Using Kindle to proofread gives your piece of writing a new appearance so that you’re focusing sharply on it and will pick up those annoying little mistakes that try and hide. And there is the added bonus that you can do your proofreading on the move (on the bus, at the hairdressers, waiting for the kids) and flag any typos or areas where you need to do some reworking by adding a note. Or, when you’re at home, do what I do and have Kindle next to computer and make the adjustments as you go.

I’m not alone in using my Kindle this way. Prolific and well known author Markee Anderson does the same thing.

The Kindle is already green and this extra use of it is making it even  more so. A report by Cleantech Group on the carbon footprint of the Kindle stated: “…the second-generation Kindle represents the same emissions as 15 books bought in person or 30 purchased online. That would yield a range of between 60.2 to 306 kg of CO2, or an average of 167.78 kg of CO2 during its lifespan.”  Now, other green groups have challenged this and estimate that the figures are more likely to be actually twice that i.e. around 30 physical books and 60 ebooks. (See here, for example.) However, that still makes me a lot greener. I’m getting through several books a week on my Kindle. I imagine most Kindle users are fairly heavy book consumers and so generally there’s an overall benefit to the planet in using ereaders.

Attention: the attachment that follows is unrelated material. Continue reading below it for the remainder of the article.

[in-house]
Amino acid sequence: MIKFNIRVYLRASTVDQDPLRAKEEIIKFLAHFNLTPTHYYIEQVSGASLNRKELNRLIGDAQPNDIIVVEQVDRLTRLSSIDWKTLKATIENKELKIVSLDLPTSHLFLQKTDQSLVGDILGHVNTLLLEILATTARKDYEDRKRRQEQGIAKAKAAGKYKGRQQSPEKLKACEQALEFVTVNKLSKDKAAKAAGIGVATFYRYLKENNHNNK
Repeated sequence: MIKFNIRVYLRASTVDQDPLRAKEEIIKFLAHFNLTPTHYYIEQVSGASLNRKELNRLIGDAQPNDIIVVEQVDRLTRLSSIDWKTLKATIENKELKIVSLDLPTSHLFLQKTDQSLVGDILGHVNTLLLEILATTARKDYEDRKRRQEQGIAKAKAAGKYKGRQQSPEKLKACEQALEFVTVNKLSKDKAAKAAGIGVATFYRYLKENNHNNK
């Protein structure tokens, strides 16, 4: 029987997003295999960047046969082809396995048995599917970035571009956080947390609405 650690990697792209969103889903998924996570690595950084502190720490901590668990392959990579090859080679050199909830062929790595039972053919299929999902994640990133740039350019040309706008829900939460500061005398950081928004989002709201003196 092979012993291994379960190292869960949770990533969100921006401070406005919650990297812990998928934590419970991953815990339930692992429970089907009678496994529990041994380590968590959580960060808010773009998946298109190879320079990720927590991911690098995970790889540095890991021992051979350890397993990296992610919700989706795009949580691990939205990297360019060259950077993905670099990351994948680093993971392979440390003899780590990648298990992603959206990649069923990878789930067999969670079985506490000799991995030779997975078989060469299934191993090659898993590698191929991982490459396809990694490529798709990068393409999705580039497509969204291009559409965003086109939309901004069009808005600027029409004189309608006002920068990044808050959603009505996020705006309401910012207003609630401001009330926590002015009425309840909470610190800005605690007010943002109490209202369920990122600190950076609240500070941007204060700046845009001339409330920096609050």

Today is Super Thursday, the day when publishers launch their best hopes for the Christmas market. According to the BBC, more than 500 books in all formats, amongst them 200 hardbacks, are being published today, including a good helping of comedians’ autobiographies, and of course a Jamie Oliver cookbook, Jamie’s Great Britain. This latter is the hot favourite to the Christmas bestseller.

Getting the Christmas books out today gives publishers and authors enough time to do lots of promotion and for word of mouth to kick in and the power of reviews to kick in. The next best day will be in a fortnight, October 13th, so if you were hoping to make it big this Christmas, get your skates on! Looks like I’d better get a move on with my two non-fiction ebooks.

Last year, nine of the books released on Super Thursday sold more than one million pounds’ worth of copies. Not bad. In the 12-week run up to Christmas, a total of 69 million books were sold, with a value of 567 million pounds. This is serious money.

Ebook publishers will be looking to take a share of the public’s book budget this year. You can’t put an ebook in a stocking, though, which will work against them during the festive season. However, you can put a Kindle or other ebook reader in, and with the new Kindle priced at 79 dollars, that’s in normal spending parameters for family and special friends.

It will be very interesting to see how ebook sales fare over the next three months. I’ll be watching closely.